On Wednesdays on social media, people use the hashtag #WriterWednesday to chat about all things author, book and writing, including authors promoting their own work. As we love to support self-published authors, we thought we’d join in and we will be featuring a UK self-published author every Wednesday on the website. This week, we met T.J. Blake to find out more...
Please tell us about yourself; when did you first become interested in writing?
I was very young when I first started writing – I don’t think I could really pin point a specific age. But I do have a very, very vague memory of writing in a class at primary school – most likely my first ever experience with creative writing. I was in the class ‘polar bears’, possibly year two at primary school; which would have made me about six years old.
After that though, I would regularly write stories. The layout would be me and my brother, sitting at the table; me writing various action stories, whilst he drew a variety of battle scenes – we may sound like we were violent children, but we weren’t all that bad, promise!
Do you remember the first story you ever wrote?
Well, there’s obviously my early memory in class, but I can’t really remember it. I want to say it was about myself, falling off a boat and wanting to climb back on (random I know). But, my first full story was written in my little navy blue notebook. It was a story about a kick-ass girl called Elizabeth – she had a sword, knew karate and was a real bad-ass. She used to fight various monsters; she always won!
What genre/genres do your books fall under?
My book series, The Endurance Series (which is currently made up of two books Endurance & Endurance: Apocalypse) falls under dystopian, mystery, horror and thriller. Whilst my second book, The Author, is a thriller. And my new book, Deception, is a thriller also – following the story of a prowler called Billy. I also wrote a short story called Alive, which is a dark fantasy.
What is your latest book called, what is it about and what was the inspiration behind the book?
My latest book is called Deception – a love of lies, which is about a lonely man, his dog, his love for his woodlands, and a lady that has caught his eye during his daily dog walks.
Billy and his dog, Ella, live in a bungalow on Lavingsham Close; a private estate in Surrey. Billy is someone who has lived in the Surrey area for all of his life; which means he has an undeniable love for the place, especially for the woodlands just behind his bungalow – where he walks Ella everyday. During his recent walks though, he has noticed an attractive woman walking her dog too in the woods. He likes the look of her, and really wants to get to know her.
Besides your current book, do you have any new projects coming up?
Fortunately, I have many books to come; but my next one will be the conclusion to The Endurance Series, Endurance: Recovery (Endurance 3). If you’re into the dystopian genre, and you especially love fast-paced, action and gore, you’ll love The Endurance Series.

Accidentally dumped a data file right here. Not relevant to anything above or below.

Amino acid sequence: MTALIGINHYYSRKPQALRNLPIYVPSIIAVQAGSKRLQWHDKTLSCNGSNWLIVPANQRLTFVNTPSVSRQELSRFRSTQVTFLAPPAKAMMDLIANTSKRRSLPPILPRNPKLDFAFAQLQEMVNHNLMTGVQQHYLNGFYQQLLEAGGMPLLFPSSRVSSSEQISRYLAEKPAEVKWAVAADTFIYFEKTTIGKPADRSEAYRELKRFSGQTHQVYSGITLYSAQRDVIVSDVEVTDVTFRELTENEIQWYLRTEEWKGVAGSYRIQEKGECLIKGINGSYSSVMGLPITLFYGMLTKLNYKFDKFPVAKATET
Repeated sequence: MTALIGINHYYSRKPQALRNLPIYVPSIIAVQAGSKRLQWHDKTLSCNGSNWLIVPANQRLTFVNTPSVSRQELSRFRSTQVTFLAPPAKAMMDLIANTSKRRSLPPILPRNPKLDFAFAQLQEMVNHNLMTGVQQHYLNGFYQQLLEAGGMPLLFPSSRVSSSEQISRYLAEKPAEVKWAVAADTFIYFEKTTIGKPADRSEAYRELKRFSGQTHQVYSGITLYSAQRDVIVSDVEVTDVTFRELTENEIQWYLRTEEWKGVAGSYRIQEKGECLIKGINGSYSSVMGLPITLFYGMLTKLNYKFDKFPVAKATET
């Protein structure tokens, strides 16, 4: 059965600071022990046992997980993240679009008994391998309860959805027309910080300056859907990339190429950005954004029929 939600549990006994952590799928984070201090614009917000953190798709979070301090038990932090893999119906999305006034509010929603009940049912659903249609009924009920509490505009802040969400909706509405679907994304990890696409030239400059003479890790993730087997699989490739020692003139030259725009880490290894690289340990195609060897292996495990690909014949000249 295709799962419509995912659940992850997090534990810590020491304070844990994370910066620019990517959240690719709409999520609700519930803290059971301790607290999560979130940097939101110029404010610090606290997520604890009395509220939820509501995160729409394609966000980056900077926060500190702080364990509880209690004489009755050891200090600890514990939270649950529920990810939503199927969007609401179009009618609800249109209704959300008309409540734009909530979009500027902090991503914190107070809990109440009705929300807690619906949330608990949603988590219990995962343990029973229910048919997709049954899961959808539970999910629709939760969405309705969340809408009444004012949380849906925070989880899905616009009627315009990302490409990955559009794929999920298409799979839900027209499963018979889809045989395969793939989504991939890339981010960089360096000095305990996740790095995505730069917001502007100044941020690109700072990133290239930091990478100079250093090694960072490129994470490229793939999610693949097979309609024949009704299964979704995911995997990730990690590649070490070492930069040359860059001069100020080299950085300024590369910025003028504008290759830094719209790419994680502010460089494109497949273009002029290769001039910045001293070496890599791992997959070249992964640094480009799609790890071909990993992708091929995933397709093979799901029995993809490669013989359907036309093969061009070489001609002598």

Where can people find your books?
They’re available on Amazon (paperback & eBook), Barnes & Noble and Waterstones Marketplace (paperback) – I’m pretty sure they’re all over the Internet, but they’re the three main online stores you can be sure to find them.
What has been the greatest moment in your writing career?
I think there’s been many amazing moments during my early writing career – completing my first book, selling my first book, seeing a number of sales across the globe, interacting with fans and receiving many positive reviews.
Besides writing, what hobbies or interests do you enjoy in your spare time?
I enjoy reading books and watching films for inspiration. I also love to watch football (soccer), eat out and spend time with family and friends.
Which novelists do you admire?
There are many, but the first few that come to mind are Stephen King (of course!), Karin Slaughter and Linwood Barclay.
What has been the best piece of writing advice you’ve received?
For a long time, I was struggling with the technique of ‘showing’ the reader and not just ‘telling’ them. But at university, I was lucky to speak to many successful writers, and they provided me with their knowledge. Which allowed me to improve my writing ability, especially when it came to ‘showing’ the reader a story.
One particular lecturer, Adam, literally went through my work and obliterated it with his red pen. He crossed out all the parts where I was telling the reader what to see, and basically wrote ‘rubbish’ next to those sections. After having a chat with him for five 15-minute sessions, I felt that I learnt more than I ever could have during those one to one sessions, than I could have in a lecture theatre for two hours. It was brilliant!
Do you have any tips or advice for other indie authors?
I would say that showing your reader everything is the best approach to story telling. Everyone has their own style of writing, and that’s great, embrace your style, and use it to the maximum.
I would also say not to try write a book by yourself; you simply cannot do it alone. Always ensure that you find a reliable, skilled and trusted editor; this is always a big step to forming a collaboration and writing a good book. I’d also recommend asking other people what they think about your ideas, or even get them to read sections of your story and ask for their opinion. Every section of your book is down to you, but getting the opinion of others is extremely important. More importantly, it needs to be the opinion of someone who won’t be biased, say your mother or father, they’ll more than likely say your work is wonderful; although mine seem to be brutally honest, which is a good thing!
Thanks for having me! 🙂